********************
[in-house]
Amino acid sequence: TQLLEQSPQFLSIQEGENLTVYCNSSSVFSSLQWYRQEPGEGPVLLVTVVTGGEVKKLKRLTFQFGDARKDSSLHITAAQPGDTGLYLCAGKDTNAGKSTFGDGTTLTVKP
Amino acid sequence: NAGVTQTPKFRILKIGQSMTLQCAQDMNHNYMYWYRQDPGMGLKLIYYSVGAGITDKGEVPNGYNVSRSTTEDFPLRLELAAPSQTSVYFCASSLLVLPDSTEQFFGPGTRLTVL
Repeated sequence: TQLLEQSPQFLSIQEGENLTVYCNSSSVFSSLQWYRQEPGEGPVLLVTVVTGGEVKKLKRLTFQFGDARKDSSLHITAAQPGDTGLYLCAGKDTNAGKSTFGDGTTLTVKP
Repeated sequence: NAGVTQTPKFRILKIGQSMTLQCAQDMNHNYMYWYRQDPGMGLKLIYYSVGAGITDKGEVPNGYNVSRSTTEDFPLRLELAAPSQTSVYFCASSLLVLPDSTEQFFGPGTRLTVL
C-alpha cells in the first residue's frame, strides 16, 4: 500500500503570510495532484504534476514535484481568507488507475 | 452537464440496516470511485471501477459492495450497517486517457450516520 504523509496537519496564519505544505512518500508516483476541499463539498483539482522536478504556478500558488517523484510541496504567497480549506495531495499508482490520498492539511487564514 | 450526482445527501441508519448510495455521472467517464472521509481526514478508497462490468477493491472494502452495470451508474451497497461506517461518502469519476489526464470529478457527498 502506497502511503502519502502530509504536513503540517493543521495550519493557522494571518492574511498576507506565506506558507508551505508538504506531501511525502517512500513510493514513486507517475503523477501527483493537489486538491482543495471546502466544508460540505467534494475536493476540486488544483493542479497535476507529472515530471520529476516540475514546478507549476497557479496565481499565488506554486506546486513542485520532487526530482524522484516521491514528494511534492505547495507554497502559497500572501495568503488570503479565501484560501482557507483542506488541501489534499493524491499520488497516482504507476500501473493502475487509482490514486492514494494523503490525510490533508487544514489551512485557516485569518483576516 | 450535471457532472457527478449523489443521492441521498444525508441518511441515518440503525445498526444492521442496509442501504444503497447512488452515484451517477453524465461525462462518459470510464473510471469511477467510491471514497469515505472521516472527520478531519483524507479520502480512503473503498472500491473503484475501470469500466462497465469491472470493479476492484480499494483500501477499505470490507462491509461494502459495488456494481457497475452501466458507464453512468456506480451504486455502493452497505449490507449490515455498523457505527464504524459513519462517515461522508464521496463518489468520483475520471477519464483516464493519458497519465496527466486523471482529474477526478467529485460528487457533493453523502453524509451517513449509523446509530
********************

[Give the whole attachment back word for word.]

[in-house]
Amino acid sequence: TQLLEQSPQFLSIQEGENLTVYCNSSSVFSSLQWYRQEPGEGPVLLVTVVTGGEVKKLKRLTFQFGDARKDSSLHITAAQPGDTGLYLCAGKDTNAGKSTFGDGTTLTVKP
Amino acid sequence: NAGVTQTPKFRILKIGQSMTLQCAQDMNHNYMYWYRQDPGMGLKLIYYSVGAGITDKGEVPNGYNVSRSTTEDFPLRLELAAPSQTSVYFCASSLLVLPDSTEQFFGPGTRLTVL
Repeated sequence: TQLLEQSPQFLSIQEGENLTVYCNSSSVFSSLQWYRQEPGEGPVLLVTVVTGGEVKKLKRLTFQFGDARKDSSLHITAAQPGDTGLYLCAGKDTNAGKSTFGDGTTLTVKP
Repeated sequence: NAGVTQTPKFRILKIGQSMTLQCAQDMNHNYMYWYRQDPGMGLKLIYYSVGAGITDKGEVPNGYNVSRSTTEDFPLRLELAAPSQTSVYFCASSLLVLPDSTEQFFGPGTRLTVL
C-alpha cells in the first residue's frame, strides 16, 4: 500500500503570510495532484504534476514535484481568507488507475 | 452537464440496516470511485471501477459492495450497517486517457450516520 504523509496537519496564519505544505512518500508516483476541499463539498483539482522536478504556478500558488517523484510541496504567497480549506495531495499508482490520498492539511487564514 | 450526482445527501441508519448510495455521472467517464472521509481526514478508497462490468477493491472494502452495470451508474451497497461506517461518502469519476489526464470529478457527498 502506497502511503502519502502530509504536513503540517493543521495550519493557522494571518492574511498576507506565506506558507508551505508538504506531501511525502517512500513510493514513486507517475503523477501527483493537489486538491482543495471546502466544508460540505467534494475536493476540486488544483493542479497535476507529472515530471520529476516540475514546478507549476497557479496565481499565488506554486506546486513542485520532487526530482524522484516521491514528494511534492505547495507554497502559497500572501495568503488570503479565501484560501482557507483542506488541501489534499493524491499520488497516482504507476500501473493502475487509482490514486492514494494523503490525510490533508487544514489551512485557516485569518483576516 | 450535471457532472457527478449523489443521492441521498444525508441518511441515518440503525445498526444492521442496509442501504444503497447512488452515484451517477453524465461525462462518459470510464473510471469511477467510491471514497469515505472521516472527520478531519483524507479520502480512503473503498472500491473503484475501470469500466462497465469491472470493479476492484480499494483500501477499505470490507462491509461494502459495488456494481457497475452501466458507464453512468456506480451504486455502493452497505449490507449490515455498523457505527464504524459513519462517515461522508464521496463518489468520483475520471477519464483516464493519458497519465496527466486523471482529474477526478467529485460528487457533493453523502453524509451517513449509523446509530